Moses and the Model T Ford
A true story by Vic Zannis
As many of you know, whenever you take your Model T out for a drive, you usually run across someone who has a story to tell. It seems that the sight (maybe it’s the sound or even the smell) triggers some long forgotten day in their youth and they begin to reminisce.
Of course, everyone’s father had to back up hills, and most knew someone who had a car just like ours, (except it was someone who had a car just like ours, (except it was green, and a coupe and a Chevrolet, but just like our Model T).
But every once in a while, an old timer will tell a story that is so incredible that it just has to be true. I recently met a man who had just such a story. His name was Moses.
I knew there had to be at least a bit of truth to his story when he brought out an old faded, cracked photograph- the one the accompanying drawing is taken from. That’s me… there in the truck.” I had to look close, but sure enough, there was someone in the cab of the truck. He blended in well with the shadows.
I musta been 18 or 19 then. The picture was taken in ’28 or ’29. The Ford dealer had Model As in by then, but Mr. Forbes like the old Model Ts. There was faster trucks out there, and trucks that was a whole lot better to look at, but there wasn’t one of them that could do the job that old T could.
I started working for Mr. Forbes when I was 12 years old. I used to sweep floors, carry out the trash and help in the warehouse. When I first started, they still delivered them pianos with a team of draft horses and a big freight wagon.
Then after the First World War, they got a Ford ton truck. It’s pretty hilly around Birmingham, and the first week we had the truck, one of the drivers was going up Red Mountain. When he shifted into high, the ropes broke and the piano proceeded to unload itself right there in the middle of 20th Street.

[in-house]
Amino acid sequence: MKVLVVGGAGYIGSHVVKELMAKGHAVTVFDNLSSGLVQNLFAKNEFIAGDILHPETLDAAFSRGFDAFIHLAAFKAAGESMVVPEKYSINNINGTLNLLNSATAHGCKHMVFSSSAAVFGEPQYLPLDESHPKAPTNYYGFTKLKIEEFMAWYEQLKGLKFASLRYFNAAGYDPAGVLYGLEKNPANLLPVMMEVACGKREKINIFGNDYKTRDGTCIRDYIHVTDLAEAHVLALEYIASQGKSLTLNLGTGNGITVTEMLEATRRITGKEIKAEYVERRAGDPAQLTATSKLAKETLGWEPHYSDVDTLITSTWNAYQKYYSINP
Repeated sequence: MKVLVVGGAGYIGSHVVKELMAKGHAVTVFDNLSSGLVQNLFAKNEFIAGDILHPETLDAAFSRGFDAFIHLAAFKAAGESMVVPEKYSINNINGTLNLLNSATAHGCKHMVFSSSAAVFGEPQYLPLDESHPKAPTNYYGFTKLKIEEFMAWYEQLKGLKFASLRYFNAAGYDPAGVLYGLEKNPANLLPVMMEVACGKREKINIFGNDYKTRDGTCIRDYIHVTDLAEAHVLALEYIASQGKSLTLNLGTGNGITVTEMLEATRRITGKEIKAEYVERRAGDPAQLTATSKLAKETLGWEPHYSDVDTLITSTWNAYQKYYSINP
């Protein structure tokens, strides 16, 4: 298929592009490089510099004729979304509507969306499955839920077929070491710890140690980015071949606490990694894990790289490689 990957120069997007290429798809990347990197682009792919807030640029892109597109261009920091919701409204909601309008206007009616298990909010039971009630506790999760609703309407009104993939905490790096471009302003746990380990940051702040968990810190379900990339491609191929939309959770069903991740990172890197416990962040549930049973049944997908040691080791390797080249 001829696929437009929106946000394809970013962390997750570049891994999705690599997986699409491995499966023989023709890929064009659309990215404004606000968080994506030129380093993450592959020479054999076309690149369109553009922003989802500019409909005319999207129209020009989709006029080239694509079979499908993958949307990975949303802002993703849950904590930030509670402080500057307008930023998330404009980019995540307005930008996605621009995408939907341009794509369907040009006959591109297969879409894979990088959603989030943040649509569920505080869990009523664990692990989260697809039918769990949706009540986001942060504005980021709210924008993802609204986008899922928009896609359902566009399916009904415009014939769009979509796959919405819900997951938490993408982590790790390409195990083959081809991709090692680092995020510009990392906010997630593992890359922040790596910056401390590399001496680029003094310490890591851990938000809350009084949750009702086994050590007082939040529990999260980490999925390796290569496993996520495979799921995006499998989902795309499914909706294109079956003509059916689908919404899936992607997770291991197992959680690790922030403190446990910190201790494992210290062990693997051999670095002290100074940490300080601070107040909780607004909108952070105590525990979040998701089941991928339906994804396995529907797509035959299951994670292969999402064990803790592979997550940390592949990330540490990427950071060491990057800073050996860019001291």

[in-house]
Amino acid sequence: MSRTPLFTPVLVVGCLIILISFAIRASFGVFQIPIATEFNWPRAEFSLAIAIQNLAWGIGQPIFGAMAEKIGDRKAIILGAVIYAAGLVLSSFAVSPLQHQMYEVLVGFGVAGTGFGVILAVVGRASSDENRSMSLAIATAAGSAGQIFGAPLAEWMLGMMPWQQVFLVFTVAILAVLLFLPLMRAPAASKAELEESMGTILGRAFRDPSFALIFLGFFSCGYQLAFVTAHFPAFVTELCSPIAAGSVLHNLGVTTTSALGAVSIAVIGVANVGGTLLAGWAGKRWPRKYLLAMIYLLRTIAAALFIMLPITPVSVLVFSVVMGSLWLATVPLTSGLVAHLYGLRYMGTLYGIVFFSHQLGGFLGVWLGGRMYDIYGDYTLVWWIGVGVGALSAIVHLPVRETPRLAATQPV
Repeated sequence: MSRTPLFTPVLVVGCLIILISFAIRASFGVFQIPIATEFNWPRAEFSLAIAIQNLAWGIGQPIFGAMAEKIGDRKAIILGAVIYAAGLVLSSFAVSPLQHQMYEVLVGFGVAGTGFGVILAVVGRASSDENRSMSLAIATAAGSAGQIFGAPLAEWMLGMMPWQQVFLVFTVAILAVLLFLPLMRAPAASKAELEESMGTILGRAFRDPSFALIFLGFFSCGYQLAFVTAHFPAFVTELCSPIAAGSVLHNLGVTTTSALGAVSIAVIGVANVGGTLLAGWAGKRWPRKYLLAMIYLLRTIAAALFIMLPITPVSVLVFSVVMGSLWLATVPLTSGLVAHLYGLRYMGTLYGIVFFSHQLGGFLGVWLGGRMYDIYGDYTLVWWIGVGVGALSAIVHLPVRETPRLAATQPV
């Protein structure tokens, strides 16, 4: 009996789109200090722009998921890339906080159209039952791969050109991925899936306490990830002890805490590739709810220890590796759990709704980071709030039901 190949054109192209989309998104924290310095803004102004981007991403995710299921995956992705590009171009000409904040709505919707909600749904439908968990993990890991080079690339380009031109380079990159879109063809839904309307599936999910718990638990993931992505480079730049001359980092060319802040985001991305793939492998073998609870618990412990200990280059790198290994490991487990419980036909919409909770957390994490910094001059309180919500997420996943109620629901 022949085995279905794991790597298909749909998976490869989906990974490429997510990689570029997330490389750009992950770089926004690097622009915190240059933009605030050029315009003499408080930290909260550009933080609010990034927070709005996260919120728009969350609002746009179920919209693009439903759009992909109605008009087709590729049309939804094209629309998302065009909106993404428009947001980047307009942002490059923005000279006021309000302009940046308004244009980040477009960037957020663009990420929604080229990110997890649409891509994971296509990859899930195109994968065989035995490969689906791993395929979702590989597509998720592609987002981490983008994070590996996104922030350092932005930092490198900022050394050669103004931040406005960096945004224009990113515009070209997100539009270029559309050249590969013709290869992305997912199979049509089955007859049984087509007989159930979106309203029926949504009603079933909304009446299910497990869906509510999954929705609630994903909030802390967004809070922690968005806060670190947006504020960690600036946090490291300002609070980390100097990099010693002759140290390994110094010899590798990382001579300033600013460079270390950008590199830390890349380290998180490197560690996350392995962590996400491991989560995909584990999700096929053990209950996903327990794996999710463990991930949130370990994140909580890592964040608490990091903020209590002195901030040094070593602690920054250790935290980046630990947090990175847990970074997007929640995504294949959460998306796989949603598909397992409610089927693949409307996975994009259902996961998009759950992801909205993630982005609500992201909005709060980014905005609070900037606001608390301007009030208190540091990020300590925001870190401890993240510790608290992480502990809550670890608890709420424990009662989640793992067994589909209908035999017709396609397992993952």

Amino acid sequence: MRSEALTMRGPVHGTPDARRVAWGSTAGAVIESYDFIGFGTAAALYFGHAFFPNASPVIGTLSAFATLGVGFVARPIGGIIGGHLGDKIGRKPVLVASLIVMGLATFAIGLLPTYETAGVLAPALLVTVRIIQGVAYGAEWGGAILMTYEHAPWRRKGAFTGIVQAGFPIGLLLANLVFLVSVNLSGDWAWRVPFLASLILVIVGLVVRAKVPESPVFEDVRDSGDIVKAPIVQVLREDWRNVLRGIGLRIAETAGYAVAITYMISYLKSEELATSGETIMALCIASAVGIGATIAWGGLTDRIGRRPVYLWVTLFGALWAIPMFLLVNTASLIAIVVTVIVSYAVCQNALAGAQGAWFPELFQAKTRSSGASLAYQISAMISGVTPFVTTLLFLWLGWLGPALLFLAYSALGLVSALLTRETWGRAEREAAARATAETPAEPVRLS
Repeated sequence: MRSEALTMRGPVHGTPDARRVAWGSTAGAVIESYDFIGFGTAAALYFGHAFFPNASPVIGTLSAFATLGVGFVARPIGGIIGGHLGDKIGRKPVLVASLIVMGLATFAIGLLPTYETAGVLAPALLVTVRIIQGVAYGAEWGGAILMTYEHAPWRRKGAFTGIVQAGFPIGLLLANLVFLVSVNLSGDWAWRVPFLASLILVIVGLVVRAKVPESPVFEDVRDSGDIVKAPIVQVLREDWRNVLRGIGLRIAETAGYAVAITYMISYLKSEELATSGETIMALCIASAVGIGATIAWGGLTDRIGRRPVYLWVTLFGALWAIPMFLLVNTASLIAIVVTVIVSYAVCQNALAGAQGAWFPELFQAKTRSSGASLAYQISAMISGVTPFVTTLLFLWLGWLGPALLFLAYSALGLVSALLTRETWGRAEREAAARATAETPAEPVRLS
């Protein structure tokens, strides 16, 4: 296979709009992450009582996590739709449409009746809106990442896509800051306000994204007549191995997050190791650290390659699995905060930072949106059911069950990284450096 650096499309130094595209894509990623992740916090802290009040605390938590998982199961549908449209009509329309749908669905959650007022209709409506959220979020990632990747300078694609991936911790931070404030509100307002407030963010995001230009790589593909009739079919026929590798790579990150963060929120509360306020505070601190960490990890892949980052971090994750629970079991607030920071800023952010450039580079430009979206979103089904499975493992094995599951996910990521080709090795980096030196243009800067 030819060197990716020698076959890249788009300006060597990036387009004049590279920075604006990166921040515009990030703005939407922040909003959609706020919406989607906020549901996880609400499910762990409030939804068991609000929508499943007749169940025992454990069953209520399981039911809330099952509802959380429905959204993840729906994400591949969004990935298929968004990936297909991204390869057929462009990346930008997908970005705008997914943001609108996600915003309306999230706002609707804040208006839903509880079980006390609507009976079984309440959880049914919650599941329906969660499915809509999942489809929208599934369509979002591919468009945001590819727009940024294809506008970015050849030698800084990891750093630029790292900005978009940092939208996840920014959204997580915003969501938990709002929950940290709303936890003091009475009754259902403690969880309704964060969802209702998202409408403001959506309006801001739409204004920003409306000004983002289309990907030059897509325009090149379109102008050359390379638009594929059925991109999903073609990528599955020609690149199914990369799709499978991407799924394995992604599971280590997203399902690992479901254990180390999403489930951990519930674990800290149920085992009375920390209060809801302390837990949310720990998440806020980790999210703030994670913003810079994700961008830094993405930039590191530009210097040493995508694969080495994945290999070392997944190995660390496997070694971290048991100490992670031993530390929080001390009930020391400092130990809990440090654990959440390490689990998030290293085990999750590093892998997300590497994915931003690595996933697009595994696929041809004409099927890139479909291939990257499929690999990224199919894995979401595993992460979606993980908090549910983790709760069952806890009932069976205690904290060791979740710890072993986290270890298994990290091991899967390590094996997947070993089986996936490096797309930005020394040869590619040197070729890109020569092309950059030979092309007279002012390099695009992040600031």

After that, Mr. Forbes had a Jumbo transmission installed. The truck already had a two speed rear end and both of them were slow. It also had solid tires on the back that would shake your teeth out. Somehow, the boss had the mechanic lock both the transmission and the rear end in their lowest gears. He also blocked out high on the Ford transmission. When you left the warehouse you pushed the low pedal down and held it ’till you got where you were going.
You didn’t have to worry about running red lights. Sometimes you couldn’t make it across an intersection before the light changed again. Really, I think the team of horses would have been faster, but that old Ford would climb a telegraph pole.
A year or two before this picture was made, they took up the paving bricks on the street in front of the piano store. The street was repaved with a new layer of fresh asphalt. I must say, it was smoother.
Anyway, the bricks were piled in a vacant lot next door. Mr. Forbes bought the bricks from the paving contractor for a nickel each and sent me and the two other boys to load them on the Model T truck and take them to his house on south side. He planned on paving his driveway with them.
Well, we stacked bricks on that truck all morning. The paving foreman and some of the workers were laughing at us cause they didn’t think the old Ford would even move. We had bricks the full length and width of the bed and almost six feet high. We got in the truck, cranked it up and started out of the lot onto the street.
There was the same foreman and pavers shouting and yelling. I thought they were cheering us on! I looked back, I found out why they was yelling . . . we were leaving six inch deep ruts in their new asphalt street.Originally published in The Model T Times March/April, 1995 Copyright 1996-2000 The Model T Ford Club International